Head of Zeus | 2018 (1 June) | 720p | Review copy | Buy the book
An ebola-like virus has hit Kenya, its virulence both surprising and shocking. At the same time many, many thousands of people across the globe are coming down with flu. Dr Peyton Shaw, the leading epidemiologist and first-responder of the US Centers for Disease Control and Prevention (CDC) is about to be woken up with the call she lives to dread – news of a pandemic. As Peyton flies to Kenya, Desmond Hughes is waking up in a hotel room in Berlin with his memory gone. He has no idea who he is or what he’s doing there but with him is a dead man. There is only one clue and it leads him to Peyton Shaw. But with each clue he discovers, a memory is unlocked, and something truly terrifying is slowly revealed. And time is ticking away.
As soon as Pandemic arrived, I couldn’t wait to read it. I love disaster novels and movies and this book ticks all of the right boxes. It’s also a substantial book of about 700 pages but there’s more than enough drama, action, peril and adrenaline packed into this novel to make it unputdownable and a very fast read. Also, much of its complex story feels potentially real and believable. I really enjoyed A.G. Riddle’s earlier book The Atlantis Gene but was unconvinced by its followups, which stretched my powers to believe. But there is none of that with Pandemic. We’re rooted in the real world, albeit one that thrills, and the result is a novel as terrifying as it is exhilarating.
We move between quite a lot of characters, each of whom plays a crucial role in the way that this pandemic develops or is fought, and we’re taken across the world. It can be a little confusing keeping up at the beginning but things soon settle down as the plot takes off and the countdown of the dead grows and grows and grows. I love how we’re given so many stories to follow. It’s a cinematic approach and it works really well. We meet doctors, patients, scientists, many of whom are heroic and some who are the opposite, as well as ordinary men, women and children trying to survive and save those they love.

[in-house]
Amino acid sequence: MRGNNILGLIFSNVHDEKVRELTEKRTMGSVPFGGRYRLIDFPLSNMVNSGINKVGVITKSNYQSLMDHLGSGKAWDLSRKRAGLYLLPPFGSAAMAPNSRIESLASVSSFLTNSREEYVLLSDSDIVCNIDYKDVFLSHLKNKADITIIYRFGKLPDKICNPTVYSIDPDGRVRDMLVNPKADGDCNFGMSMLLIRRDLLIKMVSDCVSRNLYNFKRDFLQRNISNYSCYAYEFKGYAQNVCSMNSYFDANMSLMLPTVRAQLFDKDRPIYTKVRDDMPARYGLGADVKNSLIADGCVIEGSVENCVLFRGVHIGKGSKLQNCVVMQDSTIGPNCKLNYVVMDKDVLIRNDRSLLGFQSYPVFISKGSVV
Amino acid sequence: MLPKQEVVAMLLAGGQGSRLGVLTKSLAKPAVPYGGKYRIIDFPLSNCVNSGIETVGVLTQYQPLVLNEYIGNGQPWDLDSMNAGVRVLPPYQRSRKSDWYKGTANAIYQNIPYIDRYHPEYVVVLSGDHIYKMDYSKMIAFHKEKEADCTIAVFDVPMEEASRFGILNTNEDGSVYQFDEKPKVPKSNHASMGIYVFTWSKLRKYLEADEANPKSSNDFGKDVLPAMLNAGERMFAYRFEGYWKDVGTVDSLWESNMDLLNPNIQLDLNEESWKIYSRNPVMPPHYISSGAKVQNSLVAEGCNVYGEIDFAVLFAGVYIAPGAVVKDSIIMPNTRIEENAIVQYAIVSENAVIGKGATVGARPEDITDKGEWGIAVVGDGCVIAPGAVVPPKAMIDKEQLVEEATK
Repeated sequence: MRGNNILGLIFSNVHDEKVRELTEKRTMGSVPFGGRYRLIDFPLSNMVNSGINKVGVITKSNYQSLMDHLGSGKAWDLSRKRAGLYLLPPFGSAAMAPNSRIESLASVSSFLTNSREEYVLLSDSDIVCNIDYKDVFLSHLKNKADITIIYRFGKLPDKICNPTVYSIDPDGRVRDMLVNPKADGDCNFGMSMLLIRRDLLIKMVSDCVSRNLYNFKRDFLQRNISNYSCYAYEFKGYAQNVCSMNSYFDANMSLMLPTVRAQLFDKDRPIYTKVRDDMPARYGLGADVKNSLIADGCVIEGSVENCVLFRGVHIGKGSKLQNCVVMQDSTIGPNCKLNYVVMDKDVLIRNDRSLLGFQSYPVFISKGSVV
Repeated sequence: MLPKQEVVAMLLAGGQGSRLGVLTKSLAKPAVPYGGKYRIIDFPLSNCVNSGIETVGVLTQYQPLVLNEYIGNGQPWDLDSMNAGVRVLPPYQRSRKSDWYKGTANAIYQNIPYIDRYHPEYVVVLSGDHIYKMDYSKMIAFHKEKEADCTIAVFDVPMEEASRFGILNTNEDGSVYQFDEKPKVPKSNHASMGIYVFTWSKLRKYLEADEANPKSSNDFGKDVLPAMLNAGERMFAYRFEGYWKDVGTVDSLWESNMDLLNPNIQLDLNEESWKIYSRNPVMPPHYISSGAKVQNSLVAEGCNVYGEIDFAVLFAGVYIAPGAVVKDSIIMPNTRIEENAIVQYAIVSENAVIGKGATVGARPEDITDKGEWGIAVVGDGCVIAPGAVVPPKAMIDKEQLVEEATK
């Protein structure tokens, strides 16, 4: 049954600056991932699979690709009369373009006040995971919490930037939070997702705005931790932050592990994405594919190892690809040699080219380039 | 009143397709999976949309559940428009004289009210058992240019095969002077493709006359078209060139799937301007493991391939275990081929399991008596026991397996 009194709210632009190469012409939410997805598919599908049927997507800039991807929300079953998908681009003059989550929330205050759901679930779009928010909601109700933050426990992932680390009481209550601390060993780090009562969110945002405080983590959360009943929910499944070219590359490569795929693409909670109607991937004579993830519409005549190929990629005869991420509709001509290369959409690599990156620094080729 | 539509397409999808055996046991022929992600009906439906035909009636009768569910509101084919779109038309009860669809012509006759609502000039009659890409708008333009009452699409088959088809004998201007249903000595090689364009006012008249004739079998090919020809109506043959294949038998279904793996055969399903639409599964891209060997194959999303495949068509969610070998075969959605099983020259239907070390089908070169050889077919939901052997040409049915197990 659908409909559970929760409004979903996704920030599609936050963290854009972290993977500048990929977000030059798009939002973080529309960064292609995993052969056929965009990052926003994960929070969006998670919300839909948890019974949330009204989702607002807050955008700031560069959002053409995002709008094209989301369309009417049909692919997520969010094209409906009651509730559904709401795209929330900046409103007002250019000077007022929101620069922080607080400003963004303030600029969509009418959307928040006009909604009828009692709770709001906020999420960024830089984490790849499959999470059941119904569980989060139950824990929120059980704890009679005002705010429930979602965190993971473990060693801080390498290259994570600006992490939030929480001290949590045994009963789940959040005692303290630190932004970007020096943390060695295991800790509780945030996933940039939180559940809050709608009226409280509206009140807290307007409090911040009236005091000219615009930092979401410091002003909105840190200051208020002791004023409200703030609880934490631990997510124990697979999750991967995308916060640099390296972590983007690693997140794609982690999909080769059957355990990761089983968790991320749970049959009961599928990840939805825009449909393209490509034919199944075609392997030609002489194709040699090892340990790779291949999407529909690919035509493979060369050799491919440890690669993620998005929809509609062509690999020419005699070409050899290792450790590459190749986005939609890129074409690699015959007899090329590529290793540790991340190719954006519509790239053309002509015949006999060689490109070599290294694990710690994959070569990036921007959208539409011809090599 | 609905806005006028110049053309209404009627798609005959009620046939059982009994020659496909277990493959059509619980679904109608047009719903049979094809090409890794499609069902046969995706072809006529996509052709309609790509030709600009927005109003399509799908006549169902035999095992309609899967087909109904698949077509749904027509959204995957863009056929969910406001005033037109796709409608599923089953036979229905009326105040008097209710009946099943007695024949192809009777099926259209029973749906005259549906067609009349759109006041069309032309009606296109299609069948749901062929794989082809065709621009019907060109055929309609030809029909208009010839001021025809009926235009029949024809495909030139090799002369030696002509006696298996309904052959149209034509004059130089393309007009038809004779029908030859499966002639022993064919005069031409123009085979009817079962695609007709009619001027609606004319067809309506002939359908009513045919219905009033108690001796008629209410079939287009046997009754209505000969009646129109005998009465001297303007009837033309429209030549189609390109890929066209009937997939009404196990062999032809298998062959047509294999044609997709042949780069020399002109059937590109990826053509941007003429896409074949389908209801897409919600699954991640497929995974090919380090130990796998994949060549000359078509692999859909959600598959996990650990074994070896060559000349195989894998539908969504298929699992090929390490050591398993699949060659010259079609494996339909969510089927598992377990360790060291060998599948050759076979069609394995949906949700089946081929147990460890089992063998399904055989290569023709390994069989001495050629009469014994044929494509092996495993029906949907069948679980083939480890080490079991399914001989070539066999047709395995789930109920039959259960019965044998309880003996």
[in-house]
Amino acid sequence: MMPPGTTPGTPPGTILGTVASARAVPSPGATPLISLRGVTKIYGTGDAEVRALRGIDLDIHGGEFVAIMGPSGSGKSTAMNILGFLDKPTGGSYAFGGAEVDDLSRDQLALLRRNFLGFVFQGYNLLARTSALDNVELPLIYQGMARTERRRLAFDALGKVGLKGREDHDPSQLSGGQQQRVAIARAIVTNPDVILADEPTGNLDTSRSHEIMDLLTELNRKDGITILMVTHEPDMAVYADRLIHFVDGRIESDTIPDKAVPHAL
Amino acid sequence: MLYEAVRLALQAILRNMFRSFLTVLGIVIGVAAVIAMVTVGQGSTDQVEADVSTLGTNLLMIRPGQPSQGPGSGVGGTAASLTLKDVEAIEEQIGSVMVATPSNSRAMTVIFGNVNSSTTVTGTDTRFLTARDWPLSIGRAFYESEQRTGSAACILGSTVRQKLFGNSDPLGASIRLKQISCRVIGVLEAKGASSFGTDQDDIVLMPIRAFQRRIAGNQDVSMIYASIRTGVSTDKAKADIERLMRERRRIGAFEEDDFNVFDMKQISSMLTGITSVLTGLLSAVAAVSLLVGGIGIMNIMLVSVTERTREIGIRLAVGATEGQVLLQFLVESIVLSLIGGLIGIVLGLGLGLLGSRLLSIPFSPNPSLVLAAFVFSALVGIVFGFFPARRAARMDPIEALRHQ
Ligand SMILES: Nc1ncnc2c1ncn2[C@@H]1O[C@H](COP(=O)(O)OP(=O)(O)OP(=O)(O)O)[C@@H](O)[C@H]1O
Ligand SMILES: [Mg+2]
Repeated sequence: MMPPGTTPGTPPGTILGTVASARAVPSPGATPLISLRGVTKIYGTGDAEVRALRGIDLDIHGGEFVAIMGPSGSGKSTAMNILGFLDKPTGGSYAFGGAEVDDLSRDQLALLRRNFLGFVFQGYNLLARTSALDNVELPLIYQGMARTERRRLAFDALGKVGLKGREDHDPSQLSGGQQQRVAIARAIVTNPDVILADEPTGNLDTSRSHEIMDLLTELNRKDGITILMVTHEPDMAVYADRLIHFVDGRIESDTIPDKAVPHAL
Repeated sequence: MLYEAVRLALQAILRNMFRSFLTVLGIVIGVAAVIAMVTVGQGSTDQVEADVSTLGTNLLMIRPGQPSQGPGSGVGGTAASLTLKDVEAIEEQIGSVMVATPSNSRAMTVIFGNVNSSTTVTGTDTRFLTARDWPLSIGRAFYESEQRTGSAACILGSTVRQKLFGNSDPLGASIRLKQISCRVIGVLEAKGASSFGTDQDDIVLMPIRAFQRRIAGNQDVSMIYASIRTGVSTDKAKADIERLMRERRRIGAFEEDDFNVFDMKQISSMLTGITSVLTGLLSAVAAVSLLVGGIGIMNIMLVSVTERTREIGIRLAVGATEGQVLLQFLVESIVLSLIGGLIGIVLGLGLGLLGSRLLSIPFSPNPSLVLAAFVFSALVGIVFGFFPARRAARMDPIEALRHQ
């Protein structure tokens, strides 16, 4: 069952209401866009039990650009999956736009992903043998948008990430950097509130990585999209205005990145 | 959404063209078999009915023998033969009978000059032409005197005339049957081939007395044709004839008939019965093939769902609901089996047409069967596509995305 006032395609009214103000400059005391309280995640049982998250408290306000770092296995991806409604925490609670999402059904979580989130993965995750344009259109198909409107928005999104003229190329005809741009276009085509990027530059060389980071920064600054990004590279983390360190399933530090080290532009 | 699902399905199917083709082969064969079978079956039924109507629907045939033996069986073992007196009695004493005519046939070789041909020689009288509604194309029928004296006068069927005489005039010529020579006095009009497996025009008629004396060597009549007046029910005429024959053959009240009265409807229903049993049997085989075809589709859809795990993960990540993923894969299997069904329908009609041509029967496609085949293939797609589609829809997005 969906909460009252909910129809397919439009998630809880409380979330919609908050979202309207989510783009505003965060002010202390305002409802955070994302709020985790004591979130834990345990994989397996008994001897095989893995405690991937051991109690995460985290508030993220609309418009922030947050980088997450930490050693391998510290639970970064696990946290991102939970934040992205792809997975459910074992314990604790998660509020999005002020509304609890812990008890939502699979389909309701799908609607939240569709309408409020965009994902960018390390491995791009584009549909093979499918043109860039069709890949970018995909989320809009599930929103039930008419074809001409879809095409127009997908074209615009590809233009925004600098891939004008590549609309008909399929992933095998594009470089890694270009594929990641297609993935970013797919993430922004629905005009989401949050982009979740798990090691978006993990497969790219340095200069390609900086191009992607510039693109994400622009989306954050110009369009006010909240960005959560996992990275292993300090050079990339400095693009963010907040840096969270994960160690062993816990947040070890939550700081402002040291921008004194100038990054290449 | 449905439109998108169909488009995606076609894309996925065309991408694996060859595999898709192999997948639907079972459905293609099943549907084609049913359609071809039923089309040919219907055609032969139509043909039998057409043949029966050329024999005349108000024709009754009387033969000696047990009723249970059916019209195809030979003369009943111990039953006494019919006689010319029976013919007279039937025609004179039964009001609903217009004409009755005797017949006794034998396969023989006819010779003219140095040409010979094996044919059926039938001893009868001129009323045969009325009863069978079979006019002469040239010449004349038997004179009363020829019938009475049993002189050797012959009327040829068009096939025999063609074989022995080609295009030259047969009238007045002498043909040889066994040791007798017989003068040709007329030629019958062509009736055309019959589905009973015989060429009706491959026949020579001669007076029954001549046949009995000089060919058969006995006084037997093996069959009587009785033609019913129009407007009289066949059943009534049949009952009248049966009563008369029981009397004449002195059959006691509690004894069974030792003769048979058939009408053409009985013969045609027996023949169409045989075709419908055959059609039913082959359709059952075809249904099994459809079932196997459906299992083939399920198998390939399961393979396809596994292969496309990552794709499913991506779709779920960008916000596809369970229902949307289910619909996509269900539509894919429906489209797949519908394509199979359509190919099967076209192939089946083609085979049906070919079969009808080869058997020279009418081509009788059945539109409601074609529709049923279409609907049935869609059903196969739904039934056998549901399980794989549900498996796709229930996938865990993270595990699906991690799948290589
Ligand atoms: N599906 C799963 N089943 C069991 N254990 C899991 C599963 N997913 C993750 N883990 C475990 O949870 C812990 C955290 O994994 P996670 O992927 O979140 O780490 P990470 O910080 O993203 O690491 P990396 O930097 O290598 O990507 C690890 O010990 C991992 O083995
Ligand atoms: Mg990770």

The picture we’re given of what happens when a pandemic and an international emergency take a grip is utterly compelling. It’s so frightening, particularly in the chapters that take place in Atlanta as the city tries to take hold of an impossible situation. These scenes contrast with the more usual thriller themes of goodies versus baddies and they worked well as a contrast. I enjoyed both aspects. Those pages, they kept on turning, as fast as I could make them.
One element of Pandemic that I especially enjoyed were the sections in which Desmond remembered and looked back on his life. This is fine storytelling and Desmond really shines as a character as a result, more than anyone else in the book. My only serious issue with the novel is that there are too many coincidences.
I was worried that because this is the first book in The Extinction Files series (of two books?), it might end with a cliffhanger, not something I enjoy at the end of a 700-page book. But it did not! This novel is self-contained while presenting the origins of another mystery to be explored in the next novel, Genome. I’m so glad that we only have to wait until October for this as I cannot wait!
The Atlantis Gene